World Osteoporosis Day (WOD), on October 20 each year, marks a campaign dedicated to raising global awareness of the prevention, diagnosis and treatment of osteoporosis. As such, Rebecca, will give you the low down on what osteoporosis is, what causes it, how to prevent or slow down the loss of bone density. Finally, she will go through the chiropractic and osteopathic implications.
What is osteoporosis:
The term osteoporosis is used only when the bones become quite fragile (more than what we would think of as the normal process of ageing). When bone is affected by osteoporosis, the holes in the honeycomb structure become larger and the overall density is lower, which is why the bone is more likely to fracture.
What is osteopenia:
Most of us have heard of osteoporosis, which is a disorder that causes the bones to lose tissue and become weak and brittle. However, not many are aware of this similar disorder that is often confused with osteoporosis. Osteopenia is similar to osteoporosis in that the person suffering from the disorder will experience a loss in bone density. However, it’s not to the same extent. While not everyone requires treatment with medication, certain risk factors could make your condition more severe.
Normal bone health:
Our bone matrix is made from osteoclasts and osteoblasts. Bone turnover happens in two steps: cells called osteoblasts build new bone and other cells, called osteoclasts, remove old bone and return the calcium to the blood stream. Within our bones are special cells that constantly break down bone and build new bone. Osteoclasts break down bone, and osteoblasts make new bone. Over our lifetime these processes should be in balance, and are constantly being utilised. Having strong bones in childhood lays a foundation for bone health throughout life. We build almost all our bone density when we’re children and teens. The bone-building process is mostly finished around age 20. As adults, we still replace old bone with new bone, but more slowly. Over time, our bones get weaker, but there are many ways to help slow this down. It is imperative that we maximise our bone health when we are younger.
Osteoporosis often has no symptoms. The first sign that you may have it is when you break a bone in a relatively minor fall or accident (known as a low-impact fracture). Fractures are most likely in the hip, spine or wrist.
It happens most commonly when are women over age of 50yoa (primarily due to the hormone profile changing around menopause). History of several low impact fractures are typical. e.g. my uncle horse riding (didn’t fall off a horse), but was diagnosed with a fracture of his vertebra. I advised him to seek a DEXA scan which did then show up osteoporosis.
Risk factors for developing osteoporosis:
- low body weight
- drinking too much alcohol
- many trips, falls and slips
- certain medications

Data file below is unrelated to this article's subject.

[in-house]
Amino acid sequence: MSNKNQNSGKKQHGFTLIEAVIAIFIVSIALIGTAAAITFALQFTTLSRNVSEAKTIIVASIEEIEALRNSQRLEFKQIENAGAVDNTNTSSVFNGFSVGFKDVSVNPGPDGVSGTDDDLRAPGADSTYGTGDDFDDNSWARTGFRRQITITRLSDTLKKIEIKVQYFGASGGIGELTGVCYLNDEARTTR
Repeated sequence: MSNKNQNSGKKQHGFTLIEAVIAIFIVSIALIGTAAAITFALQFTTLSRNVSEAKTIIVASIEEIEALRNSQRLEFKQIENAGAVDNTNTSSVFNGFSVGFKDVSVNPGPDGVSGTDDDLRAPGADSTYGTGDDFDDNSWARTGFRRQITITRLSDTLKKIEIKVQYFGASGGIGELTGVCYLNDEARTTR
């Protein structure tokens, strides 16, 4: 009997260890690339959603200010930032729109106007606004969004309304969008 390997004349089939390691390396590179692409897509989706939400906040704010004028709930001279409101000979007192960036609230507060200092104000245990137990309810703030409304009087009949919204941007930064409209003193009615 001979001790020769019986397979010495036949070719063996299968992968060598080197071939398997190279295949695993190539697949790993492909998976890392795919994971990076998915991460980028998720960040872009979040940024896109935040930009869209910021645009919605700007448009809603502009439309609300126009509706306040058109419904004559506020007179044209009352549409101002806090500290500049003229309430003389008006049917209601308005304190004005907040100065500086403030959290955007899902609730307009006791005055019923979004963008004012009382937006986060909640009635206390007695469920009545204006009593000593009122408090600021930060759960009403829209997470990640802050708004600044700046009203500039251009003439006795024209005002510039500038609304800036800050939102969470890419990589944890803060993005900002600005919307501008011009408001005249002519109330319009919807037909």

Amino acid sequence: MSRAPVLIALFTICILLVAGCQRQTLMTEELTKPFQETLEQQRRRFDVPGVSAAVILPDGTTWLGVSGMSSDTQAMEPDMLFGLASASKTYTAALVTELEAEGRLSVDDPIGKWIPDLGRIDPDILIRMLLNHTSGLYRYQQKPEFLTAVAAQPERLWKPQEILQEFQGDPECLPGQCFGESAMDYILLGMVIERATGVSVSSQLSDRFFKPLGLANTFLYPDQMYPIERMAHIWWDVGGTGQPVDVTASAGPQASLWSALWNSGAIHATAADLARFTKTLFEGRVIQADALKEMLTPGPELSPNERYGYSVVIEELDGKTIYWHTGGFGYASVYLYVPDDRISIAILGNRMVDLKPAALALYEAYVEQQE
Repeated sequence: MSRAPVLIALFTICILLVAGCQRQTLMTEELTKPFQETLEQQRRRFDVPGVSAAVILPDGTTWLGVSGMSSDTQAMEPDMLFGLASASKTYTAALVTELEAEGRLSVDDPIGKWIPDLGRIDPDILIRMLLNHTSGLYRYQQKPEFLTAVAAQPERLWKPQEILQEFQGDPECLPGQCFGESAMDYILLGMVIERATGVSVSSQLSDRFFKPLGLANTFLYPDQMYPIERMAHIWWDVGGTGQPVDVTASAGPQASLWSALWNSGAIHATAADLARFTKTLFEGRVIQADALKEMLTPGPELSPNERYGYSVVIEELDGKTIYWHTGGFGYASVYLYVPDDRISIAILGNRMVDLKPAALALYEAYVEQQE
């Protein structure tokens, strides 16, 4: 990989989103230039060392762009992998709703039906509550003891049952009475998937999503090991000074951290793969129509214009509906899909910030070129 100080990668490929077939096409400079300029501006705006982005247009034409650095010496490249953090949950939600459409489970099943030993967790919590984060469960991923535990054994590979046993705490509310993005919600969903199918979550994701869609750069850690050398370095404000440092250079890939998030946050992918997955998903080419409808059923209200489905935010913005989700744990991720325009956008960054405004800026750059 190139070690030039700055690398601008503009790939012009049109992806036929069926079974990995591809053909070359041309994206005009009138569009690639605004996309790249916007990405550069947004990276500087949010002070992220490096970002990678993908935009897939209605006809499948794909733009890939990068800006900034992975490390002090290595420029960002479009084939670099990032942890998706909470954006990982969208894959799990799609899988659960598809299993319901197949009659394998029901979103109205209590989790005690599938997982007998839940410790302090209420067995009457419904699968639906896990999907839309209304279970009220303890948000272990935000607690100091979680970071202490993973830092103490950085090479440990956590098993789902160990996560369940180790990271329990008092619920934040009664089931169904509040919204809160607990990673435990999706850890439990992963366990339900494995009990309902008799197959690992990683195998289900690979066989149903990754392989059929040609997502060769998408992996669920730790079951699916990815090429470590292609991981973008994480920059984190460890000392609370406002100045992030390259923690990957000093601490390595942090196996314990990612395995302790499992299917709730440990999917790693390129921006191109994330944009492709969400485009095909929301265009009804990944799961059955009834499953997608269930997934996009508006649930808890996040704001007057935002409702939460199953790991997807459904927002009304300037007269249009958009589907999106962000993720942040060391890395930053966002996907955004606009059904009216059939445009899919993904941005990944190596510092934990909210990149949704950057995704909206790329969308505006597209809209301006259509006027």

- certain conditions
- hormonal changes
- poor childhood nutrition especially lack of vitamin D and calcium
- lack of impact exercise
How to diagnose it:
There are several ways to diagnose osteoporosis. As chiropractors and osteopaths, we have access to X-ray facilities, and we do often spot loss of bone density on the film. We then refer the client out to their GP for possible further imaging, most commonly a DEXA scan.
DEXA (DEXA stands for dual energy X-ray absorptiometry) and is one of the most common ways to measure bone density by using a type of X-ray. the results come out as T scores. Typically the ranges are as below, although age does play a factor in the conclusion.
+1 to -1 Your bone density is in the normal range for a young and healthy person.
-1 to -2.5 Your bone density is slightly below the normal range for a young and healthy person, also known as osteopenia.
-2.5 and below Your bone density is in the osteoporosis range.
Implications for us as chiropractors and osteopaths:
- we can often see bone density loss if we take x-rays to help with our diagnosis. Often if we see this on x-ray then we already know the person has got significant bone loss. We then refer out for possible further testing.
- if there is the presence of bone density loss, then we modify our techniques appropriately. We lower the force of our adjustments, and add gentle forms of care. For example the activator, dry needling, mobilisation, and the drops. The drops are great as any force applied to the spinal joints gets dissipated through the couch rather than through your body.
- fractured vertebra can change the shape and posture of your spine and we can often help with some of the aches and pains that can be caused from this.
- nutritional advice to support good bone health, advice on foods and supplements that can help slow the bone loss. My grandmother actually has reversed her diagnosis of osteoporosis over 20 years by using a certain supplement protocol including magnesium, vitamin D and potassium supplementation. Never start these without consulting a qualified health practitioner.
- to encourage our young people to look after their bones, with nutrition and with specific exercise, and to avoid certain things like fizzy drinks.
If you have osteoporosis or osteopenia, and are wanting to seek some physical therapy, please do call us on 01273 206868 or email firstname.lastname@example.org to speak to one of our clinicians. They are all qualified in using specific techniques that are gentle, safe and effective.